First Moon, then Source Code: Duncan Jones is doing well for himself, and no mistake. A week after Source Code's release, Mr. Jones thought he'd fly back to London town to speak with us in Empire towers, answer your questions, and generally be a lovely person. Here's the transcript of the conversation we enjoyed, full of stories about Jake, Michelle, GERTY and Mute. Oh, and looking like Duncan Jones' dad. Of course.
Duncan's Bitch says: Duncan why did you choose to do Source Code and not another of your own stories?
Basically I very much wanted to work with Jake Gyllenhaal. He passed the script on to me, and I have a very, very long-term strategy about the kinds of films I want to make, and this was a good opportunity to prove that I could work at this bigger budget level.
Quentin_Cappucino says: If you had to re-live eight minutes of your life over and over again, which would you choose?
Well, we've been on a press tour around America and Europe for about a month now, and I am so jet lagged that I would just use that eight minutes to get an extra eight minutes of sleep.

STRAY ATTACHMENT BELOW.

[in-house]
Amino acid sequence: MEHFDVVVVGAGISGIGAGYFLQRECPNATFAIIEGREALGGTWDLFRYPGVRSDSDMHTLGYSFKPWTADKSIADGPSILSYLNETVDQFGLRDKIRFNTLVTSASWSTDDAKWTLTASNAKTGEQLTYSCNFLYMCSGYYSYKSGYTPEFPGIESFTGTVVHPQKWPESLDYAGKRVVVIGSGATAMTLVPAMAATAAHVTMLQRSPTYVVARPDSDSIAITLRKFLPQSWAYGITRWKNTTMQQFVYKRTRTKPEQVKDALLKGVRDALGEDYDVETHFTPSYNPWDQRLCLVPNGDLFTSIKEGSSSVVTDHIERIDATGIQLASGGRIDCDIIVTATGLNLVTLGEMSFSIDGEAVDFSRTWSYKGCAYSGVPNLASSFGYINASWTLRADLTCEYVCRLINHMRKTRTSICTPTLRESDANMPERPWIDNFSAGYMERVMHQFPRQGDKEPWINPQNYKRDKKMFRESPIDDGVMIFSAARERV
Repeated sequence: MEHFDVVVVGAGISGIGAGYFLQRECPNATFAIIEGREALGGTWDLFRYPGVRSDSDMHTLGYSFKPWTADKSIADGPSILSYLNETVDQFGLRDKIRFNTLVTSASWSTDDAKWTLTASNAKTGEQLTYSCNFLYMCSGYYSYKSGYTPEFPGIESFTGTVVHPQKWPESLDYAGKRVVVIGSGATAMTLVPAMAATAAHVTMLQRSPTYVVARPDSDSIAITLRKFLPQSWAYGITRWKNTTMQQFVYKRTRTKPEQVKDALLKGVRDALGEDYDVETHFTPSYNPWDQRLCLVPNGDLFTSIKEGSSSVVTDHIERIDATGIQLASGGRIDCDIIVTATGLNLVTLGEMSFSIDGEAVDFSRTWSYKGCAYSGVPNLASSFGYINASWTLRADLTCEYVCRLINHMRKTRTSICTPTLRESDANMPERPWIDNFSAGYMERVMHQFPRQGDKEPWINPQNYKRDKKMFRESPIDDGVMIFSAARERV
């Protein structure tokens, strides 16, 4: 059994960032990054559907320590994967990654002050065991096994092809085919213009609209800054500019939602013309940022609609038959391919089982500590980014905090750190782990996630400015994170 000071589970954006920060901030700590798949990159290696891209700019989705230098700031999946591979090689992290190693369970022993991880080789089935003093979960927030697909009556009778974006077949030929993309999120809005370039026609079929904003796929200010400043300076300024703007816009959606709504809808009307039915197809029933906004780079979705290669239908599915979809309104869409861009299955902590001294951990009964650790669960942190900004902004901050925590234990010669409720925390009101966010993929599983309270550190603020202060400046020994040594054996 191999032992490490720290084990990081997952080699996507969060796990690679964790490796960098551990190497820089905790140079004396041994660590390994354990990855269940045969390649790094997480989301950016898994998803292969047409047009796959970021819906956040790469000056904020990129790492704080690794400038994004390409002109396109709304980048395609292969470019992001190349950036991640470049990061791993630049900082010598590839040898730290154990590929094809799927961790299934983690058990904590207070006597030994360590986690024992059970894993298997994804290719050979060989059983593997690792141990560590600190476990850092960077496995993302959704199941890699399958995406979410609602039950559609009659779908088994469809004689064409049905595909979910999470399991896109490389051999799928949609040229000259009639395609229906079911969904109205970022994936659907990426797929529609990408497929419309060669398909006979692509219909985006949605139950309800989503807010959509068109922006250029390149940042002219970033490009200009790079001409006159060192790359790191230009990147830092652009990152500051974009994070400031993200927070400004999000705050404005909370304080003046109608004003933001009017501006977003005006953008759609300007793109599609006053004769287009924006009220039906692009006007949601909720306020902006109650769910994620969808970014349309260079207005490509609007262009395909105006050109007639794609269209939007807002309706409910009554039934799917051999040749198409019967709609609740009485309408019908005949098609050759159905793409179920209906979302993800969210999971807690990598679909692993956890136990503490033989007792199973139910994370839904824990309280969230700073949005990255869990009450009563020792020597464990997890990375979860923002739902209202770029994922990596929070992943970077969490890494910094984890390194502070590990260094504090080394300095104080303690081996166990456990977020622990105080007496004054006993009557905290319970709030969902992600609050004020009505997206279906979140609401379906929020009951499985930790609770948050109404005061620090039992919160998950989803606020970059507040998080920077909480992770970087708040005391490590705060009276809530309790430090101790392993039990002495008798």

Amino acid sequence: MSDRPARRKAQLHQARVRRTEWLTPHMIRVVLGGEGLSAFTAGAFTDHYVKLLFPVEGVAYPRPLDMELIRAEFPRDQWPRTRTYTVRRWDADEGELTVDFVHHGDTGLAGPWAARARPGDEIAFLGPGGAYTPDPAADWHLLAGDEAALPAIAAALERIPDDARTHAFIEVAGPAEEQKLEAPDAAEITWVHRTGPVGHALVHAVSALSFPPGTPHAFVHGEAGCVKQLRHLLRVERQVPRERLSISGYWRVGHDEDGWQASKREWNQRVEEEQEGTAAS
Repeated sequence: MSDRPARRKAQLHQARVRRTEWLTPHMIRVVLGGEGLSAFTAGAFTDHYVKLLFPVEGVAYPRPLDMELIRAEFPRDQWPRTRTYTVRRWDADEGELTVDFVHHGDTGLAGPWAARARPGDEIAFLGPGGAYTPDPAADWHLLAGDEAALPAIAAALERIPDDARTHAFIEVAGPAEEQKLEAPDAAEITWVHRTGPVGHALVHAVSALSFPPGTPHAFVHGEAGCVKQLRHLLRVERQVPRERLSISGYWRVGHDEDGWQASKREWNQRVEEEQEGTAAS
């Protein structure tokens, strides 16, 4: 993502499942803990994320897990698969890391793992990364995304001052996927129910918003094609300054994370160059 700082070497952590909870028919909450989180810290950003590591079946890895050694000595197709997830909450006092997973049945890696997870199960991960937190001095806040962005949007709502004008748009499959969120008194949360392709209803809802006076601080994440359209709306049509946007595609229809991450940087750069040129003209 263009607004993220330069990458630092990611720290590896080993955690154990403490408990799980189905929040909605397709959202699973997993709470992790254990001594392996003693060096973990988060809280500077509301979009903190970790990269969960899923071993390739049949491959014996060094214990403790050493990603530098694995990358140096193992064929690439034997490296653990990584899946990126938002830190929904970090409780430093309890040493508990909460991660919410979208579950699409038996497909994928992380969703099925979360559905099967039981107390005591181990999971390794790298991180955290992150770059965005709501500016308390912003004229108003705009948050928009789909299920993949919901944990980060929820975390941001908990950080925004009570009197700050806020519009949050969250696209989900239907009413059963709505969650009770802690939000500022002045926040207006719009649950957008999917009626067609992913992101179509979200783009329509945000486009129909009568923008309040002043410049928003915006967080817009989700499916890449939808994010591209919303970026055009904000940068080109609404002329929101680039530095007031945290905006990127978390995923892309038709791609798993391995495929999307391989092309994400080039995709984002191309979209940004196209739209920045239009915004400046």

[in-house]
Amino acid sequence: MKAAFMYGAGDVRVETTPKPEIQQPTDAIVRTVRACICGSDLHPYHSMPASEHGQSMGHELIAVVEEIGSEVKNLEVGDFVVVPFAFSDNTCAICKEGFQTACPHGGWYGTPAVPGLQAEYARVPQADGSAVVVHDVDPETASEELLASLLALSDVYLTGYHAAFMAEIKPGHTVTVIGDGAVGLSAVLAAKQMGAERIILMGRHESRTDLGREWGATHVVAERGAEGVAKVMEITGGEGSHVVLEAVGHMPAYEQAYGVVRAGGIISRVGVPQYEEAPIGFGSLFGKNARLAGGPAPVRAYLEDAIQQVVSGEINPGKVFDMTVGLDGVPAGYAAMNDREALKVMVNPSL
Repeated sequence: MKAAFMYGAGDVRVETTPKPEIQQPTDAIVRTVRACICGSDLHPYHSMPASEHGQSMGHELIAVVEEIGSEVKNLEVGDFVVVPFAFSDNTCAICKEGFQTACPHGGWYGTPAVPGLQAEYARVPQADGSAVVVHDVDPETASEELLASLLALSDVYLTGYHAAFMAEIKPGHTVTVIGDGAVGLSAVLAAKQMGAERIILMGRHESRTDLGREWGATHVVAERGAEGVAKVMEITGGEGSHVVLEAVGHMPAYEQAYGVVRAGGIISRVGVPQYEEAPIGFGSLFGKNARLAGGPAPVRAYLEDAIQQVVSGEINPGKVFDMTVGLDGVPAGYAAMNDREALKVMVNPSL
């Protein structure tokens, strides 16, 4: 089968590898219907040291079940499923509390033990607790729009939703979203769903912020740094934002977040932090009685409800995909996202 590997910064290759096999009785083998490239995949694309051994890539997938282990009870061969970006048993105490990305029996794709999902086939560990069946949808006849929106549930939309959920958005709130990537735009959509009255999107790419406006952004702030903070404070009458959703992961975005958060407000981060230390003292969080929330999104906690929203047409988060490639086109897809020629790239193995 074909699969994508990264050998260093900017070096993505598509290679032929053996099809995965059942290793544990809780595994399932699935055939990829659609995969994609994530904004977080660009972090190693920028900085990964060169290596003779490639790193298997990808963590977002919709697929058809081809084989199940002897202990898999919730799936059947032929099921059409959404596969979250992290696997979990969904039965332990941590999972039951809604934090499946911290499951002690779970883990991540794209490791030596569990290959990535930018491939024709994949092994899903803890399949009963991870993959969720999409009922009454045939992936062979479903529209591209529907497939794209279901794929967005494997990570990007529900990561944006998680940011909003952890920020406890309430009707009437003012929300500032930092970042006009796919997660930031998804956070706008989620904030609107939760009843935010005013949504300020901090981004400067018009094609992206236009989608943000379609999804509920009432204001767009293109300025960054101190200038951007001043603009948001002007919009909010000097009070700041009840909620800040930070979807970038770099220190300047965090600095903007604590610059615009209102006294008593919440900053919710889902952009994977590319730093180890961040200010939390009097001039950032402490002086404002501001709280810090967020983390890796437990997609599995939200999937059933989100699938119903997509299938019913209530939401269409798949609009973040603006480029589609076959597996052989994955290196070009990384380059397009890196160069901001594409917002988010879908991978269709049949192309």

badabing says: Duncan, loved the use of 'One And Only' as Christina's ringtone. Brilliant little in-joke. What's the status of Mute being turned into a graphic novel? And is there a release date at all ?
Thank you very much and expect to hear it again in the future. As for Mute, as I said I've been running around doing press for a while now. But as soon as this is over, I already have some meetings set up to start discussing how the graphic novel will come together.
Shadowman13 says: What did you see in Jake that you didn't see in the other actors that auditioned for the part?
Well, I did not get to audition Jake; Jake auditioned me. Jake was already interested in the project and Jake and I wanted to work together on something, and Jake was the one who gave me the Source Code script to read. I thought it was a great idea and I loved the pace of it, and when I told Jake what my take on it would be, fortunately he liked my interpretation.